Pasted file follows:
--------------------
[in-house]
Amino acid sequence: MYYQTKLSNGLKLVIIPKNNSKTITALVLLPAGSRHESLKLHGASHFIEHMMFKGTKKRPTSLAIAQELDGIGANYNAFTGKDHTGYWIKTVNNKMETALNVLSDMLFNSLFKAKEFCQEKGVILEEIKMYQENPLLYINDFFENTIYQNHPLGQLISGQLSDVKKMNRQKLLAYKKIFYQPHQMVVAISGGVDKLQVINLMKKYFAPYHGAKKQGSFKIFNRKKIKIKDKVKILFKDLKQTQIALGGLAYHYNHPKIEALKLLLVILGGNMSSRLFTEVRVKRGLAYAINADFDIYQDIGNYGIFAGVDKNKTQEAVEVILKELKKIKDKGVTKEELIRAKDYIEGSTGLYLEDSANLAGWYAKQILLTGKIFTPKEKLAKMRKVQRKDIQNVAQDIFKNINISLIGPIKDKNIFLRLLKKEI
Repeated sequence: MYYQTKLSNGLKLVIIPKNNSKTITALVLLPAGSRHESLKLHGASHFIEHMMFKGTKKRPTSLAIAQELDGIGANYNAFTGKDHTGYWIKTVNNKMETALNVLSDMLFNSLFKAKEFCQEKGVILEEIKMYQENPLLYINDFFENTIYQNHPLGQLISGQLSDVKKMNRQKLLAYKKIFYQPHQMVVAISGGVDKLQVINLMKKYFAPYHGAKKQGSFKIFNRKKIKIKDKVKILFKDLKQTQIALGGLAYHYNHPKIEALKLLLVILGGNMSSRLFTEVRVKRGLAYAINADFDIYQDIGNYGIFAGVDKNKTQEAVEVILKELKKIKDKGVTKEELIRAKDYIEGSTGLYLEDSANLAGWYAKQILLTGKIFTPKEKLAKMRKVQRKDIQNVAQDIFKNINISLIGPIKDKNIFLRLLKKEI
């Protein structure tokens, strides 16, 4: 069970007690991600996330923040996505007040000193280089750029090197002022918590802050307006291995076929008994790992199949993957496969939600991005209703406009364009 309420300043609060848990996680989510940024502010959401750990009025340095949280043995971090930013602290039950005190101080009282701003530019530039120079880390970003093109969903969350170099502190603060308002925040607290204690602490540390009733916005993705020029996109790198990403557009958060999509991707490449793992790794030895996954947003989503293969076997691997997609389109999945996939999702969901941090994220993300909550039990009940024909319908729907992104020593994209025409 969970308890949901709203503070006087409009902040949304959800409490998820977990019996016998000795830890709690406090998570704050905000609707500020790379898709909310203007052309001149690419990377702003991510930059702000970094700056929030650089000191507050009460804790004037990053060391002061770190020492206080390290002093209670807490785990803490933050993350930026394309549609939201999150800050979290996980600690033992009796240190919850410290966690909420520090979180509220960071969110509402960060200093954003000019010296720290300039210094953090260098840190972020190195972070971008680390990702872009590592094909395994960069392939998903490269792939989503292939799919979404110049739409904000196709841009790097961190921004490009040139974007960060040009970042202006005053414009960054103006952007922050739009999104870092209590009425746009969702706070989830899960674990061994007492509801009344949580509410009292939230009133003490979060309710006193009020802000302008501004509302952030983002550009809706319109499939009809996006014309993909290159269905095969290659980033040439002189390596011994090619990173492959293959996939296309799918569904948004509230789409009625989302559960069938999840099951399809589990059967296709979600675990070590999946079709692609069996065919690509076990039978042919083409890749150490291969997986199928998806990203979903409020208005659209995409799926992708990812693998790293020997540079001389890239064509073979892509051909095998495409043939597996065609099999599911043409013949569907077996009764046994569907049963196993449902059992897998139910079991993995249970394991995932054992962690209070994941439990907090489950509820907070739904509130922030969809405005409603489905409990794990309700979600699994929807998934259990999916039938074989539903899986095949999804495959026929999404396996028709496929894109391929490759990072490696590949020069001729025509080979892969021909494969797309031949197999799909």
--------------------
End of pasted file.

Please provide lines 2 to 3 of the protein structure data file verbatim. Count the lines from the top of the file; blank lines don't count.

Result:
Amino acid sequence: MYYQTKLSNGLKLVIIPKNNSKTITALVLLPAGSRHESLKLHGASHFIEHMMFKGTKKRPTSLAIAQELDGIGANYNAFTGKDHTGYWIKTVNNKMETALNVLSDMLFNSLFKAKEFCQEKGVILEEIKMYQENPLLYINDFFENTIYQNHPLGQLISGQLSDVKKMNRQKLLAYKKIFYQPHQMVVAISGGVDKLQVINLMKKYFAPYHGAKKQGSFKIFNRKKIKIKDKVKILFKDLKQTQIALGGLAYHYNHPKIEALKLLLVILGGNMSSRLFTEVRVKRGLAYAINADFDIYQDIGNYGIFAGVDKNKTQEAVEVILKELKKIKDKGVTKEELIRAKDYIEGSTGLYLEDSANLAGWYAKQILLTGKIFTPKEKLAKMRKVQRKDIQNVAQDIFKNINISLIGPIKDKNIFLRLLKKEI
Repeated sequence: MYYQTKLSNGLKLVIIPKNNSKTITALVLLPAGSRHESLKLHGASHFIEHMMFKGTKKRPTSLAIAQELDGIGANYNAFTGKDHTGYWIKTVNNKMETALNVLSDMLFNSLFKAKEFCQEKGVILEEIKMYQENPLLYINDFFENTIYQNHPLGQLISGQLSDVKKMNRQKLLAYKKIFYQPHQMVVAISGGVDKLQVINLMKKYFAPYHGAKKQGSFKIFNRKKIKIKDKVKILFKDLKQTQIALGGLAYHYNHPKIEALKLLLVILGGNMSSRLFTEVRVKRGLAYAINADFDIYQDIGNYGIFAGVDKNKTQEAVEVILKELKKIKDKGVTKEELIRAKDYIEGSTGLYLEDSANLAGWYAKQILLTGKIFTPKEKLAKMRKVQRKDIQNVAQDIFKNINISLIGPIKDKNIFLRLLKKEI